Current Addiction Reports

, Volume 3, Issue 3, pp 280–292 | Cite as

Gambling Disorder and Minority Populations: Prevalence and Risk Factors

  • Mayumi Okuda
  • Weiwei Liu
  • Jodi A. Cisewski
  • Luis Segura
  • Carla L. Storr
  • Silvia S. MartinsEmail author
Gambling (J Derevensky, Section Editor)
Part of the following topical collections:
  1. Topical Collection on Gambling


Purpose of review

Previous studies demonstrate disparities in health and health services including gambling disorders (GD) among ethnic and racial minority groups. In this review, we summarize studies examining the prevalence of GD across different ethnic and racial minorities.

Recent findings

We describe the sociodemographic subgroup variations at heightened risk for GD and factors associated with GD in racial and ethnic minority groups including gambling availability, comorbid substance use, psychiatric conditions, stress, acculturation, and differences in cultural values and cognitions. We found that research of GD among minority groups is scant, and the prevalence of GD among these groups is at a magnitude of concern.


Racial and ethnic minority status in it of itself is not a risk factor for GD but may be a proxy for underlying potential risk factors. The need for prevention and treatment programs for different cultural group remains unmet.


Gambling disorder Racial minorities Ethnic minorities Risk factors 


Compliance with Ethical Standards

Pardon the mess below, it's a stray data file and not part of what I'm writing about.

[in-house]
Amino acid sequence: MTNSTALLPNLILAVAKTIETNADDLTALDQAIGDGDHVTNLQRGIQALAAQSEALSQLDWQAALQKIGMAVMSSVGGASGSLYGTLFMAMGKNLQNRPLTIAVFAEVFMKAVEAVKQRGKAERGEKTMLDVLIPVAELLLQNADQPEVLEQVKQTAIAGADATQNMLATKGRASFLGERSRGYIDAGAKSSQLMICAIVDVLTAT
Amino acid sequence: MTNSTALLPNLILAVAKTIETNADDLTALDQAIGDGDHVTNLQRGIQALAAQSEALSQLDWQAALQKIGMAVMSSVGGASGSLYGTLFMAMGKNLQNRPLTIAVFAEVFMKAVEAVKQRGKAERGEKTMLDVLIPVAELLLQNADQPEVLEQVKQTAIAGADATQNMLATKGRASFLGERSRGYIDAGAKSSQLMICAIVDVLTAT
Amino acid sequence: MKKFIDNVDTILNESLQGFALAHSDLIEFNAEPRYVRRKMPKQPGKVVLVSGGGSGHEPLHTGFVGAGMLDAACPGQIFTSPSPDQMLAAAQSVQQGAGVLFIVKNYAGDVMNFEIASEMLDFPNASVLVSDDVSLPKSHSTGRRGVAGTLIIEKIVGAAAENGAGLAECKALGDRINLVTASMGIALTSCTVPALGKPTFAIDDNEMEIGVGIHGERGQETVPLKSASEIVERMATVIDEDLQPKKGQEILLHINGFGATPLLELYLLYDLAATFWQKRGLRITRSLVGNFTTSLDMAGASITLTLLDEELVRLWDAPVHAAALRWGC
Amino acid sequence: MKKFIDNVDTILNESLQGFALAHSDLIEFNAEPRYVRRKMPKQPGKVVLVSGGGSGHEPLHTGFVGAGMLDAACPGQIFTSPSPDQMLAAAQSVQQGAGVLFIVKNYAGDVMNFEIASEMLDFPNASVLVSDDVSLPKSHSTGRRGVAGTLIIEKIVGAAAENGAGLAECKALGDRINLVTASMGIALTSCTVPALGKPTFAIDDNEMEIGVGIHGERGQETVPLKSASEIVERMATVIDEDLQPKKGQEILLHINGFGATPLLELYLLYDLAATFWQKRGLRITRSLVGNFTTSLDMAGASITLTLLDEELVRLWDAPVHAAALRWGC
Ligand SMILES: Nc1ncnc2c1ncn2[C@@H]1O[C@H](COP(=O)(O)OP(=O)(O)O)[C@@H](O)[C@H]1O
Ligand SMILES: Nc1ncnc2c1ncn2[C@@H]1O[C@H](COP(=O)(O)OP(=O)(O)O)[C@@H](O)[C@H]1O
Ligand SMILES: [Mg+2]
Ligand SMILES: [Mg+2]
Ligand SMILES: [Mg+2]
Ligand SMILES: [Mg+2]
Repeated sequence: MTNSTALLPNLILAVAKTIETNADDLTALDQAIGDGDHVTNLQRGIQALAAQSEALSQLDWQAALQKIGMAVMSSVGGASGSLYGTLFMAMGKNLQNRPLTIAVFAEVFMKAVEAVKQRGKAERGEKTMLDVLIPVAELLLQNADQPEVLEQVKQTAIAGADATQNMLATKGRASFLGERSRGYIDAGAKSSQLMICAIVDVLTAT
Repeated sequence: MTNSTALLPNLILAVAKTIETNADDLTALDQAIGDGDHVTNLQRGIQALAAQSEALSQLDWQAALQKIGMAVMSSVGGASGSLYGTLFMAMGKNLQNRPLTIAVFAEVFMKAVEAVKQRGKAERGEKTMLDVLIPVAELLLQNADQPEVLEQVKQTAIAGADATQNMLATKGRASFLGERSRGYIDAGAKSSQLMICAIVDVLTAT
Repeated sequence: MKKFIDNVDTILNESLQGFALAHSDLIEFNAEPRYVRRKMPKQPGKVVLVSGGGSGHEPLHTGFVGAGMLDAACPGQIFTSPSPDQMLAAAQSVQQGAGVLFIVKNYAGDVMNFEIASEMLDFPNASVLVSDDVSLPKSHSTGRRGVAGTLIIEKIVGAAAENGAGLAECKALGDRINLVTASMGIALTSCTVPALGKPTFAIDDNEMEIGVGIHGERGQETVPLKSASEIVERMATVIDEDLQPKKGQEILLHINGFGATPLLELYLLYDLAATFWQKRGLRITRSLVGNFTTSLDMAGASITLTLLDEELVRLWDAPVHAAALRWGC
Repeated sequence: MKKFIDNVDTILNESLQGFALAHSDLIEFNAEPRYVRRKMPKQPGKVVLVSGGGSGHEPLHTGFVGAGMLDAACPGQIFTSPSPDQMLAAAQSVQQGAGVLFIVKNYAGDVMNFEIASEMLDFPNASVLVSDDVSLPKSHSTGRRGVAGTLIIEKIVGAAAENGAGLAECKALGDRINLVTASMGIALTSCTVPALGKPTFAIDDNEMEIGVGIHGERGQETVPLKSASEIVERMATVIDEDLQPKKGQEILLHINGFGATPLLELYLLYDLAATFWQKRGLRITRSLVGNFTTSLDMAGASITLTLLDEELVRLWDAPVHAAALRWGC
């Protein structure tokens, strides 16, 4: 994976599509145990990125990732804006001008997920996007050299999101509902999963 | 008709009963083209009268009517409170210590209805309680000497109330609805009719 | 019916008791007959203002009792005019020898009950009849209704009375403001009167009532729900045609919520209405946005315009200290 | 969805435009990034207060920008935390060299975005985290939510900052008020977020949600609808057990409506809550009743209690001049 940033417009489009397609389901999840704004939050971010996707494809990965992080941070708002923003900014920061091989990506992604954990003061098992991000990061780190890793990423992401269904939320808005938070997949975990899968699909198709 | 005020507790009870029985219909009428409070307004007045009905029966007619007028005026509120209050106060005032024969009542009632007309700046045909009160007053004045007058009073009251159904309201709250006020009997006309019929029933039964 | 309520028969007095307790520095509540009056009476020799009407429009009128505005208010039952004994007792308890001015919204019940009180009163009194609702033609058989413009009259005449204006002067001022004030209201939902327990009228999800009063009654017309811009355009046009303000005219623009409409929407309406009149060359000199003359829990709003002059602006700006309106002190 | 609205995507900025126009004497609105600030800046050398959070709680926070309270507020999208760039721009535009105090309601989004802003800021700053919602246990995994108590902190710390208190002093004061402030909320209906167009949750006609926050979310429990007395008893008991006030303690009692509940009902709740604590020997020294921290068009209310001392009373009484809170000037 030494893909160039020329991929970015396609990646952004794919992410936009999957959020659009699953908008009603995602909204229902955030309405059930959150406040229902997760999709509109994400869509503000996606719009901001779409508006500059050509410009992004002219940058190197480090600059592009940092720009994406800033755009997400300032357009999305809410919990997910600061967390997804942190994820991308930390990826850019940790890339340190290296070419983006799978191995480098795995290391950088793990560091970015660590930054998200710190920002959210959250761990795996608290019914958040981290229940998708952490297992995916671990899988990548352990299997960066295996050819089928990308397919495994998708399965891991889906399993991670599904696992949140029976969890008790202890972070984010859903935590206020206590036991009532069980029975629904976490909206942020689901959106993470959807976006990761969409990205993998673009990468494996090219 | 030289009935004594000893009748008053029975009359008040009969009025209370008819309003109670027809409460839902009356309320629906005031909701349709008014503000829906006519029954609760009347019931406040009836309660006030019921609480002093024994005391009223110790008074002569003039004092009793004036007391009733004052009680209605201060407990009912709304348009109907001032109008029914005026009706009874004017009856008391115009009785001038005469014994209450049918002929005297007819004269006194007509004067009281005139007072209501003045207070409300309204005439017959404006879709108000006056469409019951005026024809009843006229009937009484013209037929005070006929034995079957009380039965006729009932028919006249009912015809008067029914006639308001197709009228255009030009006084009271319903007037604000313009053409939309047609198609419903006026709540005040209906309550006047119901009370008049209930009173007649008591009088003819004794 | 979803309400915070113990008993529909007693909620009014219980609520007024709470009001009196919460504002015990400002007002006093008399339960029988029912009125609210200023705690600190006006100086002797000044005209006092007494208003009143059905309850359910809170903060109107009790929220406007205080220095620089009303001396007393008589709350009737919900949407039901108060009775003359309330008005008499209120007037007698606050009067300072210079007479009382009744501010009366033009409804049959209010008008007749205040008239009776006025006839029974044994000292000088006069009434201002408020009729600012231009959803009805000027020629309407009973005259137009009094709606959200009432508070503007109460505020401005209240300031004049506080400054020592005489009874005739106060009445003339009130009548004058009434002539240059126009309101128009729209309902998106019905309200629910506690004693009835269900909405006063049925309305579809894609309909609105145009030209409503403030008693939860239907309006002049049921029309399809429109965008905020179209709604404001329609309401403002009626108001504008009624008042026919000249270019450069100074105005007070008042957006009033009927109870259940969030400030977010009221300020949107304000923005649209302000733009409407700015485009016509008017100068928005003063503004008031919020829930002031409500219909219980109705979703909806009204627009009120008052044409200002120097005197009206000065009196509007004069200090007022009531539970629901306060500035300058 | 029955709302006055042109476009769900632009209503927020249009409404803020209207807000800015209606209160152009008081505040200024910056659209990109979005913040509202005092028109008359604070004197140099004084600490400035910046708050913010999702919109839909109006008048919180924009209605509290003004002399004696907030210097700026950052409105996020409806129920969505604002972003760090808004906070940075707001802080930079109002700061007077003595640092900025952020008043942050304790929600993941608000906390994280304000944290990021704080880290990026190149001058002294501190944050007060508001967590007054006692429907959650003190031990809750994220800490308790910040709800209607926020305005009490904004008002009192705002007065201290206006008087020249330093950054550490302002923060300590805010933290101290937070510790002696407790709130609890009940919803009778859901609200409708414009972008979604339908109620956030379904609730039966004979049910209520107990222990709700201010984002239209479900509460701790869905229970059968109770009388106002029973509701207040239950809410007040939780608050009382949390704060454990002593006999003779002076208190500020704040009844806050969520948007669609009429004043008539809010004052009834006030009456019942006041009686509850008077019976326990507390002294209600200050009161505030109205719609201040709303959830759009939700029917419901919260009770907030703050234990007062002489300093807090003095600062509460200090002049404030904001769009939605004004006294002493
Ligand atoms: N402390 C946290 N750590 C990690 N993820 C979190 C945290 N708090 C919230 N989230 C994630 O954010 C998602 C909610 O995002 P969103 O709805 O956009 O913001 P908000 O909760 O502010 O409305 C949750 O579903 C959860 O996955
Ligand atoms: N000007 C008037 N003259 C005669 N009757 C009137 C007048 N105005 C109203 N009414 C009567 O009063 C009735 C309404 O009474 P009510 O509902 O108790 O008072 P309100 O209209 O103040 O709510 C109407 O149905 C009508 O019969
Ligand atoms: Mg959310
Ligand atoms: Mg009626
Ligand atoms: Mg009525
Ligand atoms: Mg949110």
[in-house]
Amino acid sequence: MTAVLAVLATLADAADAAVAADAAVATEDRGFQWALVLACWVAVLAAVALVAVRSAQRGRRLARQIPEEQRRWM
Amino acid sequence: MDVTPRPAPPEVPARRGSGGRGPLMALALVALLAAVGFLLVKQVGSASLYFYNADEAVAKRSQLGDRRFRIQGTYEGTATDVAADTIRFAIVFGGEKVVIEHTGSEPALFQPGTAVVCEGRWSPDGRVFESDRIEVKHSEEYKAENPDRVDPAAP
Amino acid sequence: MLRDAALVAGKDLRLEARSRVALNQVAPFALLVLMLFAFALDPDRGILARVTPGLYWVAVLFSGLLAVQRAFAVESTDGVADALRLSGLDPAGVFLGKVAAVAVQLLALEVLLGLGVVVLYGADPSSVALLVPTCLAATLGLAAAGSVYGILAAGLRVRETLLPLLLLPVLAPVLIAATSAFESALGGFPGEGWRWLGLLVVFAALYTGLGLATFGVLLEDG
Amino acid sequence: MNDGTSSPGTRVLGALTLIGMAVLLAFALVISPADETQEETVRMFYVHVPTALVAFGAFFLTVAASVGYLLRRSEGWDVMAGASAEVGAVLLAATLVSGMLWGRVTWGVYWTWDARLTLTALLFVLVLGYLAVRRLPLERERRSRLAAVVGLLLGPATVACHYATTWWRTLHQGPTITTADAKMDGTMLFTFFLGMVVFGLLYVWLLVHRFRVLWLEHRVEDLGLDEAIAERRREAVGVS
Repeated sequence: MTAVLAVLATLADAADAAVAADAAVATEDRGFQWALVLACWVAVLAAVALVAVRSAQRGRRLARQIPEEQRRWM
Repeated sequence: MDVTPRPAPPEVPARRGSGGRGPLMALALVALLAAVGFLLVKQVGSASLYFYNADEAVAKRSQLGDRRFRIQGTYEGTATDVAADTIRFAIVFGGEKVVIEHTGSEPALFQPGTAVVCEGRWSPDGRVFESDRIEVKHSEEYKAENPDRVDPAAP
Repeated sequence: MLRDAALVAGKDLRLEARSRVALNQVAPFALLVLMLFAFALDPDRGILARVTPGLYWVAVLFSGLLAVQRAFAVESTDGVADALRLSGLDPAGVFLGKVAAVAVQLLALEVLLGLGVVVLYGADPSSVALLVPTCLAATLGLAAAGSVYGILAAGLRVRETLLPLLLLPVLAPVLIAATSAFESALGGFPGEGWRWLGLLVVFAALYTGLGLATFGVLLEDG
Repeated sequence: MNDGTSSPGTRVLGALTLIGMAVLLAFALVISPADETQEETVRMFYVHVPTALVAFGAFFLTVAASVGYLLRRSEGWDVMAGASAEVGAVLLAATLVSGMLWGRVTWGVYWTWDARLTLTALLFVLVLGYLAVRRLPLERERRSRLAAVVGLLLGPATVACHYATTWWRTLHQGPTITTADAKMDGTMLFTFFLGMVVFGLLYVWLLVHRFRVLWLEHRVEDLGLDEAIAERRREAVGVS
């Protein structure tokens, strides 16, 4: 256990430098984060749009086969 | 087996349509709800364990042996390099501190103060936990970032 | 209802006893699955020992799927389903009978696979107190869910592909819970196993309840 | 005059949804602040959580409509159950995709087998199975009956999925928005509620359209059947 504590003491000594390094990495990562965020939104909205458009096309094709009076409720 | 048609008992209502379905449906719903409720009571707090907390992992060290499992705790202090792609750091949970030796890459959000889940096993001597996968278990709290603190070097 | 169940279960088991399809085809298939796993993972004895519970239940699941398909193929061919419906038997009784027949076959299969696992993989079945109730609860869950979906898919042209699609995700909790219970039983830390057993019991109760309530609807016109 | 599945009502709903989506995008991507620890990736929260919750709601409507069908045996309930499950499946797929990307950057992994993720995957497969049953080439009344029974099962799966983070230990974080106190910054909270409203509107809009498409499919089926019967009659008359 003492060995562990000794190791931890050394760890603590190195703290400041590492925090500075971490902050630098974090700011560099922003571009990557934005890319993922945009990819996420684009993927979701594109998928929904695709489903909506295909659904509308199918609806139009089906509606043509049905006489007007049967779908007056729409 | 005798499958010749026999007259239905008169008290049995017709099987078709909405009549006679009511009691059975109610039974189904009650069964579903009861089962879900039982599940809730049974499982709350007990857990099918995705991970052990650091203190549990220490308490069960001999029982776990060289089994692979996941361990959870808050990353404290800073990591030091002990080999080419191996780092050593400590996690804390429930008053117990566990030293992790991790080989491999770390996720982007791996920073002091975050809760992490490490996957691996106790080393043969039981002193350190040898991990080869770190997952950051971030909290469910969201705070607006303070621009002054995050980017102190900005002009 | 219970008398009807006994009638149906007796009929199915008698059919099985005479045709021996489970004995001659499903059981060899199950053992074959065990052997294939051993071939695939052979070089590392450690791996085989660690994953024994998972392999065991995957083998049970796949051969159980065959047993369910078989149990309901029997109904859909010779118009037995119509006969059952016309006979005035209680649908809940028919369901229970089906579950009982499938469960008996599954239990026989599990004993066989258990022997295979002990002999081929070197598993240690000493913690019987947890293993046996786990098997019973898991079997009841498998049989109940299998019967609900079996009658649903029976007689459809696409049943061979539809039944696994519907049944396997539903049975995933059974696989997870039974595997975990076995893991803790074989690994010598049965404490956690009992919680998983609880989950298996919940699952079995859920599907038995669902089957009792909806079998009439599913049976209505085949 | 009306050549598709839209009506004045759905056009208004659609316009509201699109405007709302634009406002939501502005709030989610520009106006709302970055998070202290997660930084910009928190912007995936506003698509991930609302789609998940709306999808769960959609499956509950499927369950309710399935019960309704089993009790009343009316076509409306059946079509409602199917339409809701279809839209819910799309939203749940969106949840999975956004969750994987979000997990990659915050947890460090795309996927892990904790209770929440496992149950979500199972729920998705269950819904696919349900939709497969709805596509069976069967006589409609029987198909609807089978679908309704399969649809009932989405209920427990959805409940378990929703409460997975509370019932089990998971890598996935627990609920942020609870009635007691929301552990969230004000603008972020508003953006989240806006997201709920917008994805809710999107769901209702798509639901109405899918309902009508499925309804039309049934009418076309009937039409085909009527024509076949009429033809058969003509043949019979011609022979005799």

Conflict of Interest

Mayumi Okuda reports grant from National Institutes of Health, Eunice Kennedy Shriver National Institute of Child and Human development—1R01HD060072, grant from Chapman Perelman Foundation, during the conduct of the study.

Weiwei Liu reports grants from Office on Women’s Health, grants from National Institute of Drug Abuse, grants from National Institute of Justice, grants from Substance Abuse and Mental Health Services Administration, and grants from National Institute of Mental Health, outside the submitted work.

Jodi A. Cisewski reports grants from National Institutes of Health, Eunice Kennedy Shriver National Institute of Child and Human Development—1R01HD060072, during the conduct of the study.

Silvia S. Martins reports grant from National Institutes of Health—The Eunice Kennedy Shriver National Institute of Child and Human Development—1R01HD060072, during the conduct of the study; personal fees from Purdue Pharma, grants from National Institutes of Health, National Institute on Drug Abuse—1R01DA037866 and 1R01DA039454, outside the submitted work.

Luis Segura and Carla L. Storr declare that they have no conflict of interest.

Human and Animal Rights and Informed Consent

This article contains studies with human or animal subjects performed by some of the authors (Okuda, Luiu, Storr, and Martins). Local Institutional Review Board approval was obtained and maintained for studies where human (or animal) subjects research was performed.


Papers of particular interest, published recently, have been highlighted as: • Of importance •• Of major importance

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Copyright information

© Springer International Publishing AG 2016

Authors and Affiliations

  • Mayumi Okuda
    • 1
  • Weiwei Liu
    • 2
  • Jodi A. Cisewski
    • 3
  • Luis Segura
    • 3
  • Carla L. Storr
    • 4
  • Silvia S. Martins
    • 3
    Email author
  1. 1.Department of PsychiatryColumbia UniversityNew YorkUSA
  2. 2.NORC at the University of ChicagoBethesdaUSA
  3. 3.Department of EpidemiologyColumbia University Mailman School of Public HealthNew YorkUSA
  4. 4.Center for Health Outcomes ResearchUniversity of Maryland School of NursingBaltimoreUSA

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